After reading the developer documentation on Elementor’s website, to my surprise, I found no mention of control conditions. Perhaps I missed it, maybe they’ll write about it someday. However, Elementor itself makes heavy use of this feature, allowing me to learn from their code. I found that in production, 80% of the settings in SVG Divider for Elementor are conditional controls. Here is one example:
Notice that a setting sits hidden until you change something else. For example, why would we show settings for animations when the style you chose doesn’t support them? Or why show an icon line width setting when there is no icon? It’s vital for an extension to not overwhelm users with every option at once. I’ll teach you what I know about creating these control conditions from the simple ones to compound rule sets. Please note that this article is for developers and requires PHP knowledge.
Where to add this option?
When you create a Widget, you register controls for it. Every example you read here goes into the Control Setting array of the
add_control() method. Check out the Add Controls to Widgets page in the Elementor docs for the base knowledge on the matter!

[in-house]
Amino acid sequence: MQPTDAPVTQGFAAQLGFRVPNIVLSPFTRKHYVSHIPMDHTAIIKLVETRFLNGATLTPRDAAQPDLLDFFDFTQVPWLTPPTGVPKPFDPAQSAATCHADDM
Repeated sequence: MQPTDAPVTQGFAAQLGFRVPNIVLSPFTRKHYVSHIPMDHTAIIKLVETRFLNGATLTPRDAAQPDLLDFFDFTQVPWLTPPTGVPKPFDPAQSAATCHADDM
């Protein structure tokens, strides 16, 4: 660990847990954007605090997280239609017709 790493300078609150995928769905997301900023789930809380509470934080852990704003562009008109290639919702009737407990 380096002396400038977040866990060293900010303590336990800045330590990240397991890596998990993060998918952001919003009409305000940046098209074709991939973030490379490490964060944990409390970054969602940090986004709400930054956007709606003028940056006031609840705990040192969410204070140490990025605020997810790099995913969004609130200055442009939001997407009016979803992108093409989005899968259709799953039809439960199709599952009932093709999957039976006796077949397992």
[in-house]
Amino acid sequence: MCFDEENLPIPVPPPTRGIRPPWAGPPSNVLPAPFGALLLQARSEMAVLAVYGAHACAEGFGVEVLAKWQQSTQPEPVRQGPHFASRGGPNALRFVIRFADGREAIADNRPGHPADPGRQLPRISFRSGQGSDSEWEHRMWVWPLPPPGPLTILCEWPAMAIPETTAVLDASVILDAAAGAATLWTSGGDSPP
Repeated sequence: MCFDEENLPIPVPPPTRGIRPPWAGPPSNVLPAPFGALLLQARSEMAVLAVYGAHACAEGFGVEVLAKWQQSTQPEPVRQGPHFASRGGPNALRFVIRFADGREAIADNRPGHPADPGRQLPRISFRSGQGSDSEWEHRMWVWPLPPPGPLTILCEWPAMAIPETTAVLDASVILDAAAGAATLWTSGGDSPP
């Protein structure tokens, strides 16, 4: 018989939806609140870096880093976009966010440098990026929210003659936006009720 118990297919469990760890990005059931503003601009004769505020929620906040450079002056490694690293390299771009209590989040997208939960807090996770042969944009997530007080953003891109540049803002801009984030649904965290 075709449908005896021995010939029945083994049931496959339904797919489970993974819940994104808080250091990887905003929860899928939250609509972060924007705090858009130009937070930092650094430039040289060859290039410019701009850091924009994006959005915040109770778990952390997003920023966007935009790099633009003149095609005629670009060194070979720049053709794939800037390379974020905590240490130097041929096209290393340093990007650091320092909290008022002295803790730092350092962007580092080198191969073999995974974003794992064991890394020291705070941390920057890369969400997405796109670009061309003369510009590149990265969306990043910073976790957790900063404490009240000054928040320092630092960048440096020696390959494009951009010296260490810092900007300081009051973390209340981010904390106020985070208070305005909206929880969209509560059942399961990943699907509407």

Sections can also accept conditions in the
start_controls_section() method, see more on this later.
The name of the parameter is
condition for simple key-value pairs (yes, it’s an array). It’s the short form. There is another one called
conditions, which is a more elaborate structure, see examples for that down below.
The simplest way with ‘condition’
My first example is the code behind what you saw in the video above. The custom control is only needed when another – called shape – is set to drawn. The key is a control name, and the value is an option name (or an array of option names).
$this->add_control( 'svg_style_choice', [ /* translators: Design means a drawn divider style or design. */ 'label' => __('Design', 'svg-divider-for-elementor'), 'type' => 'sde_divider_select', 'label_block' => true, 'condition' => [ 'shape' => 'drawn' ], 'default' => 'sa_01' ] );
From now on, I’ll only quote the actual lines, like this:
'condition' => [ 'shape' => 'drawn' ]
Instead of an equality check, you can negate too:
'condition' => [ 'animation_type!' => 'static', 'shape' => 'drawn' ]
! after the other control’s name. I also added another condition, so this control depends on both at the same time (
and relation logic). You can see that this is not necessarily self-explanatory or intuitive, but easy to type out once you know what’s going on.
Check for “one of” using an array:
'condition' => [ 'background' => [ 'classic', 'gradient' ] ]
The advanced way, using ‘conditions’
Let’s move on to the advanced version, which allows a more precise setup. Notice the plural s in the
conditions parameter, that uses the following:
||One of and/or. If omitted, defaults to and.|
||An array of arrays containing the rules.|
||The parent control’s name.|